Karapatan to PH gov’t: Invite UN, EU rights experts to investigate situation of IPs in UCCP Haran and in PH

Human rights group Karapatan asserted that an independent and impartial investigation by the United Nations (UN) human rights mechanism and other platforms engaged in human rights issues in the European Union (EU) on the situation of the indigenous peoples seeking sanctuary at the Haran Center run by the United Church of Christ in the Philippines (UCCP) in Davao City is “important to shed light on the longstanding impacts of military operations in indigenous and peasant communities in Mindanao — not on the basis of the recycled lies by Presidential Peace Adviser Carlito Galvez Jr.” 

Last Friday, Galvez called on the UN and the EU to conduct an investigation on the UCCP - Haran Center, which he said was allegedly being used to solicit support from international donors and a “propaganda of insurgents abroad.”

“Several local and international NGOs, as well as journalists and a UN independent expert, have interacted and documented the stories of the Lumad communities in sanctuary at the UCCP – Haran compound. The threats and harassment from State forces continue to hound them even while they were forcibly displaced from their communities due to military operations. Such statements by Galvez have been issued by other military officials in the past, which have been invalidated by independent fact-finding efforts and experts,” said Karapatan Secretary General Cristina Palabay.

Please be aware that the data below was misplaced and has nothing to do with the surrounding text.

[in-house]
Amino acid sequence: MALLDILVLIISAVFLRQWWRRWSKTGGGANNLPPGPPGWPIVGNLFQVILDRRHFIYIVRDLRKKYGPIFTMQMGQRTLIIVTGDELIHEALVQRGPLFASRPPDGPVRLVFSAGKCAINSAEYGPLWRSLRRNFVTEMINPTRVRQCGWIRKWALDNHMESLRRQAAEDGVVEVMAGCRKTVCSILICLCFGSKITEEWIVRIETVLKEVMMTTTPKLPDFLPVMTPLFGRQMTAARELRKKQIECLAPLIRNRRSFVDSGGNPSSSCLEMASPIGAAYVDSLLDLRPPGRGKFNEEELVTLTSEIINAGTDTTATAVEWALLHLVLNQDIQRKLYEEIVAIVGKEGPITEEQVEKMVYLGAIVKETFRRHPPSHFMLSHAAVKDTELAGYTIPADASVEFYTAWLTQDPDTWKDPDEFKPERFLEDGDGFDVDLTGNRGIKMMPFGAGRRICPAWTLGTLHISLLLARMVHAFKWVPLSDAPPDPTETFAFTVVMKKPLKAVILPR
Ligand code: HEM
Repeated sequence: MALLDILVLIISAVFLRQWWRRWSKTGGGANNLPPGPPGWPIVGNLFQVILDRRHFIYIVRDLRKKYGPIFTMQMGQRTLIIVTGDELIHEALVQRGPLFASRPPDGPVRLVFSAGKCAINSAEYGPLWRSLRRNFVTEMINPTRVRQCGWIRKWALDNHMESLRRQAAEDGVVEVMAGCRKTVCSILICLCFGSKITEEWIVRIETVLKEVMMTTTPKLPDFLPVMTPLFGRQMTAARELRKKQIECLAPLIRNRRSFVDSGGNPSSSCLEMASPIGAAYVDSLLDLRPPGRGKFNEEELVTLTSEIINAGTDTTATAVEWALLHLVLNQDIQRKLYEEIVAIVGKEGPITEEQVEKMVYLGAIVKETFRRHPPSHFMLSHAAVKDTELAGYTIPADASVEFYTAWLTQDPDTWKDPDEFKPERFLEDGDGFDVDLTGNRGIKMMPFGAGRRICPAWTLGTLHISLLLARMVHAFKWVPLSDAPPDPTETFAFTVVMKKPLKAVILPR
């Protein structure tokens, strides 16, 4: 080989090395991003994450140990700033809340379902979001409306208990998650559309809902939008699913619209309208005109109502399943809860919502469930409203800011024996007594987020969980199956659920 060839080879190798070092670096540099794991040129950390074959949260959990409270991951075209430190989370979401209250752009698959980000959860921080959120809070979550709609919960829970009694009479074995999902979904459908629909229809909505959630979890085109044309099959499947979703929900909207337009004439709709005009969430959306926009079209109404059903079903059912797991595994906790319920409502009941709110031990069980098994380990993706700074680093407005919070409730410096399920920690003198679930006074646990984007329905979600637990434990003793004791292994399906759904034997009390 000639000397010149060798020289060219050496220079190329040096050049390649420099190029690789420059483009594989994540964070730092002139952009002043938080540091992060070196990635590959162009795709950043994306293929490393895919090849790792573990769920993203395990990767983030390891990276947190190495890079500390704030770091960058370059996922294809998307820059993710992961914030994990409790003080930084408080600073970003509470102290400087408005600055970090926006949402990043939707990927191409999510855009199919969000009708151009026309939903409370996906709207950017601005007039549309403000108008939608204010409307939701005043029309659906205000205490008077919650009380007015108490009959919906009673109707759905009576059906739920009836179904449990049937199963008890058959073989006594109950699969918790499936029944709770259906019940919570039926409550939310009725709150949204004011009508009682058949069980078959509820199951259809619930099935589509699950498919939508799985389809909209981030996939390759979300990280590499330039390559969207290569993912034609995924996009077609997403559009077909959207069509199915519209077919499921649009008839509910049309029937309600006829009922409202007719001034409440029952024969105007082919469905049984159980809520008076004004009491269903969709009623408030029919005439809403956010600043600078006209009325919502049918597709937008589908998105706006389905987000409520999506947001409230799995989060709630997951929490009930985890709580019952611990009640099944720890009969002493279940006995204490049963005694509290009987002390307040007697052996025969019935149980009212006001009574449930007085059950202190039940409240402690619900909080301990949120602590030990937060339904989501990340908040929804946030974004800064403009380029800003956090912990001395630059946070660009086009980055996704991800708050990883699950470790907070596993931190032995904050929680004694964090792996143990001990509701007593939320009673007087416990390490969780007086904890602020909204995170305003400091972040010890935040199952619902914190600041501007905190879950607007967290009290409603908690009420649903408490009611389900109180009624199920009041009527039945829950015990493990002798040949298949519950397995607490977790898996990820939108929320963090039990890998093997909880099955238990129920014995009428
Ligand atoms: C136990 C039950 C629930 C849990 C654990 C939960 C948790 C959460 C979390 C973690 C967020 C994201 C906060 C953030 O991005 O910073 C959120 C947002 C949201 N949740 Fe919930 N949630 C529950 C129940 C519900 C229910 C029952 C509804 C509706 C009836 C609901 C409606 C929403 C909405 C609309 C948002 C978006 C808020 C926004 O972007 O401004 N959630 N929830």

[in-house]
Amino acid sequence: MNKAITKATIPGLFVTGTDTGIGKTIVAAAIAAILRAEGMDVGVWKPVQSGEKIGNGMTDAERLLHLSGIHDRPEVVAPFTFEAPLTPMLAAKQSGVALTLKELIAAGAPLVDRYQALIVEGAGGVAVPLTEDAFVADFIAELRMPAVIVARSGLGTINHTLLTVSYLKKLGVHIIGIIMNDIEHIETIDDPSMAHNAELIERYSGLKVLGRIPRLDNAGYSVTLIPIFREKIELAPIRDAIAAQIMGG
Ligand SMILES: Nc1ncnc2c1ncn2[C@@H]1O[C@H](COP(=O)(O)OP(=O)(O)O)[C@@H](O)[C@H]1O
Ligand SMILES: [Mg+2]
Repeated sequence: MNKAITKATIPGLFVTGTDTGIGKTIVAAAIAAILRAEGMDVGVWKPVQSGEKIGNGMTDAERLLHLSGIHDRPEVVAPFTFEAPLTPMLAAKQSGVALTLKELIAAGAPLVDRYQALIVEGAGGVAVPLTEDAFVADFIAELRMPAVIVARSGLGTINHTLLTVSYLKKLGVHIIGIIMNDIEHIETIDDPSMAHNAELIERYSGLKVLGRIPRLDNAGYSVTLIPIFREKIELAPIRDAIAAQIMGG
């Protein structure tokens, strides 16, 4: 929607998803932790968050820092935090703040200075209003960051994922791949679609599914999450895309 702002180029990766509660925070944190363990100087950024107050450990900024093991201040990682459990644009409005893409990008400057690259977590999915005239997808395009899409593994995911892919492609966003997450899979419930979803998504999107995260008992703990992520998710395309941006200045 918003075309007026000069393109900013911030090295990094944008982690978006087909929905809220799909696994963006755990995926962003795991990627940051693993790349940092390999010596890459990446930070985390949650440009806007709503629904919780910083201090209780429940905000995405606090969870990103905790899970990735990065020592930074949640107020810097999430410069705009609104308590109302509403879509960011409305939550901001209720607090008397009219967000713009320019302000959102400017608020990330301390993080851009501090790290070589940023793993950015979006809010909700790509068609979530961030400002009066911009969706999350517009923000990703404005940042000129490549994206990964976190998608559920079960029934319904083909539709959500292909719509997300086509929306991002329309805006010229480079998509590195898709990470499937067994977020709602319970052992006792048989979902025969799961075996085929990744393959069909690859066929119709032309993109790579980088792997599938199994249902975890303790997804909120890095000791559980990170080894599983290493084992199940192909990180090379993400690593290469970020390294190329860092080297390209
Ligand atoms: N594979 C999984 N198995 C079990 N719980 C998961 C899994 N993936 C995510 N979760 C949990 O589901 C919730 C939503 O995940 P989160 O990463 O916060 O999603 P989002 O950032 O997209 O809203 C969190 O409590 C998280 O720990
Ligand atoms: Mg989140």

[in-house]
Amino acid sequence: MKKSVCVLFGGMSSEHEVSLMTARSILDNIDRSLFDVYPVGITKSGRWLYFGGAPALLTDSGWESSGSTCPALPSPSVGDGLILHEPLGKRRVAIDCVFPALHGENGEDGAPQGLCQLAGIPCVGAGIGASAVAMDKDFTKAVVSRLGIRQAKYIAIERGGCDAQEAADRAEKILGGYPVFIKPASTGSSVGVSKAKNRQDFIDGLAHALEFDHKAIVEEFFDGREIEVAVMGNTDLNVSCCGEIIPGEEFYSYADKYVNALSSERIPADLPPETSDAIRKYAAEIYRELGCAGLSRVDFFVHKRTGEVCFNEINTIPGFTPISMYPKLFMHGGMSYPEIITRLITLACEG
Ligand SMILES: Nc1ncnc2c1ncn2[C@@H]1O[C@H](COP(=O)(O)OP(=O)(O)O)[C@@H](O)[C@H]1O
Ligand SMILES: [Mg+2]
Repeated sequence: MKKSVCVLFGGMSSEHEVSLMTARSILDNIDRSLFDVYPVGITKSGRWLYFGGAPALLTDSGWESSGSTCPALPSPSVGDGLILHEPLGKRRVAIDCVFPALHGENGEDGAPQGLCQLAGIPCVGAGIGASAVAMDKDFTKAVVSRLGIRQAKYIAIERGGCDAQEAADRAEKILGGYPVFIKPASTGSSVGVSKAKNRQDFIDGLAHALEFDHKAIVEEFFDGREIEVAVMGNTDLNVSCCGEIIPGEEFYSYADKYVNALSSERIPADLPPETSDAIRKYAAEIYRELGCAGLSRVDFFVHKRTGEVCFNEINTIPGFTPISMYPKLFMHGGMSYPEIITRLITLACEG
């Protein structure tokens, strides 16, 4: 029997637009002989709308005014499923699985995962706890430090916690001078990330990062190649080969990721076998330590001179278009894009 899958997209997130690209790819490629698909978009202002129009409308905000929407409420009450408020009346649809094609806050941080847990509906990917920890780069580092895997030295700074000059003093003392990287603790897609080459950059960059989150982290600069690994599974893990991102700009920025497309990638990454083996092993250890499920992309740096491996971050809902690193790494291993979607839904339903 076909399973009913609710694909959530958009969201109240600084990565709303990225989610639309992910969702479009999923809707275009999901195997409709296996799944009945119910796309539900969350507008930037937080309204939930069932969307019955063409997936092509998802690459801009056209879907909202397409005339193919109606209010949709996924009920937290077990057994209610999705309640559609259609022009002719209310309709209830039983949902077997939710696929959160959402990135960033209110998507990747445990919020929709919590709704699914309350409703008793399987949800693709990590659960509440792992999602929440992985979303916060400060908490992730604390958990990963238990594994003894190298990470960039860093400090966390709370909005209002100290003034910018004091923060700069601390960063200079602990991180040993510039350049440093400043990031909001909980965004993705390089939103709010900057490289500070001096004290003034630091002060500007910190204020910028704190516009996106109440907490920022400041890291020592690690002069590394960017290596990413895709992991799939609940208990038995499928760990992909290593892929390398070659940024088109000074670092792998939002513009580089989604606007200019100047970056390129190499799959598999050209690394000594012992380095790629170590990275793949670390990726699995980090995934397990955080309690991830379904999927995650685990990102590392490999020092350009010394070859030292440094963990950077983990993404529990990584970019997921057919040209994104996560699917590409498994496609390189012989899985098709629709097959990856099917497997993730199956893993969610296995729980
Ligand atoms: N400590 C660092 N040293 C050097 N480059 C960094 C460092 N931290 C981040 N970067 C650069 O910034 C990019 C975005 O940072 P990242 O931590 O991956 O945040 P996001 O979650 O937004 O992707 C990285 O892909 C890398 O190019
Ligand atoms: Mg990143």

In January 2015, some 800 Ata Manobo from Talaingod and Kapalong, Davao del Norte and San Fernando, Bukidnon started to evacuate from their communities to UCCP – Haran compound in Davao City due to atrocities committed by the military led by 10th Infantry Division of the Philippine Army headed by then General Eduardo Año and its paramilitary group Alamara. The military harassed teachers and students of the Mindanao Interfaith Services Foundation Inc. (MISFI) Academy in Kapalong. A 14-year-old girl was raped by members of the 68th Infantry Battalion 6f the Philippine Army in Talaingod. Five male residents in San Fernando were also tortured by the military – beaten, their heads wrapped with cellophanes. 

On July 23, 2015, Rep. Nancy Catamco of North Cotabato brought anti-riot policemen, paramilitary members and buses to force the Lumad evacuees to return to their communities; the indigenous peoples refused to go with Catamco. The incident resulted in a skirmish between the evacuees and the police and paramilitary elements. 

On February 24, 2016, evacuees woke up to the smell of gasoline poured on the canvas roofs of their tents at the evacuation center. Five makeshift houses were already consumed by the fire after it was put out. Five were hurt during the incident, with three needing hospitalization, including two children. The children suffered burns when the canvas roofs melted and fell on the children’s feet. Some also had burns in their hands. Members of paramilitary groups are suspected as perpetrators of the incident.